Peanuts: A Golden Celebration: The Art and Story of The Worlds Best-Loved Comic Strip by Charles M. SchulzCharles M. Schulz has been cartooning for an astonishing 50 years (the Peanuts strip itself debuted October 2, 1950, but he drew an earlier incarnation called Lil Folks before that). Peanuts: A Golden Celebration is a remarkable collection of strips spanning that time period. Readers get to see the first appearance of Linus, Marcy, Pigpen, and Woodstock, and even the momentous first time Lucy holds a football for Charlie Brown to kick. Schulz comments on the cartoons and his inspirations via notes in the margin, ranging from boyhood stories about his father (a barber, just like Charlie Browns) to an account of the time the narcolepsy experts at Stanford University expressed concerns over Peppermint Pattys constant sleeping in class. One of the most interesting inclusions is that of several letters of complaint, ranging from readers whose religious sensibilities have been offended to a 1969 missive from Schulzs own syndicate asking him not to depict Franklin in the same school as the white students anymore. Naturally, the much-loved Peanuts holiday specials are covered, as is the musical adaptation Youre a Good Man, Charlie Brown, but its the strips that really make the book. Readers can follow the evolution of Schulzs drawing style--deliberately less realistic as the years went on--and even check out a few panels drawn by Schulzs own cartooning heroes. This is a terrific compilation that serves well both as a chronicle of popular culture and as just a really funny collection of comic strips. Dont wait for the Great Pumpkin to bring you one. --Ali Davis
Charles M. Schulz
He had a less-than-distinguished academic record, but outside the classroom he drew constantly and read newspaper comic strips with his dad. When Schulz was 15, he published his first drawing, a picture of his dog, who later served as the inspiration for Snoopy. Following his high school graduation in , he worked odd jobs and submitted cartoons for publication in magazines. Snoopy, Lucy. Charlie Brown, and Linus stand in a line in a drawing from the Charles Schultz,
I recently had the chance to speak at a charity event with three other cartoonists who have had success in various literary formats. Virtually every successful comic strip feature that has followed Peanuts owes a huge debt of gratitude to Schulz for getting to the essence of what makes comics a powerful medium. Schulz understood how to make every line count. Nothing extraneous, no waste. Rejections, blocks, false starts, and dead ends distract us; they cannot lead us away from this holy destiny we know is ours. Cartooning is a fairly sort of a proposition.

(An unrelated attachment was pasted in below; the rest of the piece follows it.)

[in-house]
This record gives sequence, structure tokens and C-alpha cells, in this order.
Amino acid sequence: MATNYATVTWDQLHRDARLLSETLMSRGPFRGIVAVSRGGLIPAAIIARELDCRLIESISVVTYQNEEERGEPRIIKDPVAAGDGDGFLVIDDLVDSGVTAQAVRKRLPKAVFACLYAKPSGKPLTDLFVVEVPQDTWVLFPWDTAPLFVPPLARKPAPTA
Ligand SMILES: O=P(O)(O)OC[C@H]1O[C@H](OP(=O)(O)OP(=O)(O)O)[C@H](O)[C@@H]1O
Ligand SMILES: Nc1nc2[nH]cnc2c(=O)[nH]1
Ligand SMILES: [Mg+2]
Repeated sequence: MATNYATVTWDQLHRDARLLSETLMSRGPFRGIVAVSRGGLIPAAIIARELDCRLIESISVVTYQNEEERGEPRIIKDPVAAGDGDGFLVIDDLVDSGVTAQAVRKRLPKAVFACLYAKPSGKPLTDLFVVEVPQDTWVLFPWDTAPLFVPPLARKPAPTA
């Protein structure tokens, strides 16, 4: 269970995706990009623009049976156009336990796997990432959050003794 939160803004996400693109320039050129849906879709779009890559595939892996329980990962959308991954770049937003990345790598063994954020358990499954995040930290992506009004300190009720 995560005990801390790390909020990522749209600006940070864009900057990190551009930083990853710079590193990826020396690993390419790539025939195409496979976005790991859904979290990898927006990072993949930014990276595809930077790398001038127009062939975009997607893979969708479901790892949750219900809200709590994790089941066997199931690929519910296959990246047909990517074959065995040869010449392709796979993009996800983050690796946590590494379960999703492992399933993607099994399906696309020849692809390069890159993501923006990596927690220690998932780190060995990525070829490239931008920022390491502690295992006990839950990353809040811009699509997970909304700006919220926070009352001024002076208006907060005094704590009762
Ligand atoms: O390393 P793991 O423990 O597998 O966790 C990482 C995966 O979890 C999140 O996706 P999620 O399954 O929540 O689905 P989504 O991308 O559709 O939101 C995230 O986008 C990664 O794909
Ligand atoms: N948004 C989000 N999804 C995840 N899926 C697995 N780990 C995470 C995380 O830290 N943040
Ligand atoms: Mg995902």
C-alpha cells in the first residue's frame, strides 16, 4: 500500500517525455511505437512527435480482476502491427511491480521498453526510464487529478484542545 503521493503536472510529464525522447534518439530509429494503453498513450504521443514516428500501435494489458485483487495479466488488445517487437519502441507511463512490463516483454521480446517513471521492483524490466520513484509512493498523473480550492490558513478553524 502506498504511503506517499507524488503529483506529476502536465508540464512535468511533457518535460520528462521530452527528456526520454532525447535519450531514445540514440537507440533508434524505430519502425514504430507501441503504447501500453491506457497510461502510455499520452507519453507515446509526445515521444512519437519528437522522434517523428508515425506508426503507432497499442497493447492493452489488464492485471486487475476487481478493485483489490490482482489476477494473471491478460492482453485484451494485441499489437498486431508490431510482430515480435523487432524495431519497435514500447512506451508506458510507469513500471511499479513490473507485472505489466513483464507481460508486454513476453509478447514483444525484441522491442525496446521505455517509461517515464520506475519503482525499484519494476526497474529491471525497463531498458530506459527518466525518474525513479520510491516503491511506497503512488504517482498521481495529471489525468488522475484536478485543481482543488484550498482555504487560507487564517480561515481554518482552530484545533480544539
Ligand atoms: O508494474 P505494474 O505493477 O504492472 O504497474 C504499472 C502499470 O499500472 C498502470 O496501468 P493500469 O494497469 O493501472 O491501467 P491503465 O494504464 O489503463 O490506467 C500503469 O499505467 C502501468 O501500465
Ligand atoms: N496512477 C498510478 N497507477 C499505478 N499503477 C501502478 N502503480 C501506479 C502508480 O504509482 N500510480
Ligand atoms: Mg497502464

This is a list of adaptations in film , television , musical theater , and video games , based on characters from the Peanuts comic strip by Charles M. The remaining films were produced and released by Paramount Pictures. Charlie Brown and friends have also appeared in educational videos, which were produced in the s and distributed on 16mm film to schools. Video rights to all the television specials were licensed by Media Home Entertainment and Kartes Video Communications in the s, and by Paramount Home Entertainment from to Family Entertainment controls home video distribution rights. A series of releases from Warner Home Video, collecting the prime-time TV specials in chronological order of their original production and airing.
When Alex Davis was 2 years old, he pointed to a drawing his father had done and exclaimed, "Snoopy! Charles Schulz's black-and-white dog is so beloved, though, that a lasagna-loving cat can't even compete.
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Good Grief: A Peanuts Tale
On the morning of Sunday, February 13, , newspaper readers opened their comic pages as they had for nearly fifty years to read the latest adventures of Charlie Brown, Snoopy, and the rest of the Peanuts Gang. This Sunday was different, though; mere hours before newspapers hit doorsteps with the final original Peanuts comic strip, its creator Charles M. Paul, where Carl worked as a barber. Throughout his youth, father and son shared a Sunday morning ritual reading the funnies; Sparky was fascinated with strips like Skippy , Mickey Mouse , and Popeye. He took his artistic studies to a new level when, as a senior in high school and with the encouragement of his mother, he completed a correspondence cartoon course with the Federal School of Applied Cartooning now Art Instruction Schools. As Schulz continued to study and hone his artistic style from the late s through the s, the genre of comic art experienced a great shift. The full-page comics of the s and 30s afforded artists the space to reflect the Art Deco details and sensibilities of the day, including the highly-stylized illustrations of Dick Tracy and Little Nemo in Slumberland.
Snoopy started writing fiction on top of his doghouse on July 12, He always takes a typewriter, and puts it on his doghouse roof, then starts writing saying, "Here's the World Famous Author writing". How Snoopy fits his huge typewriter on top of his skinny doghouse roof, has never been revealed. Snoopy starts many of his stories the same way, with the words, "It was a dark and stormy night. Snoopy does not make very good use of their suggestions. For instance, in one strip Linus says Snoopy's stories all begin the same way, and tells the beagle he should change that.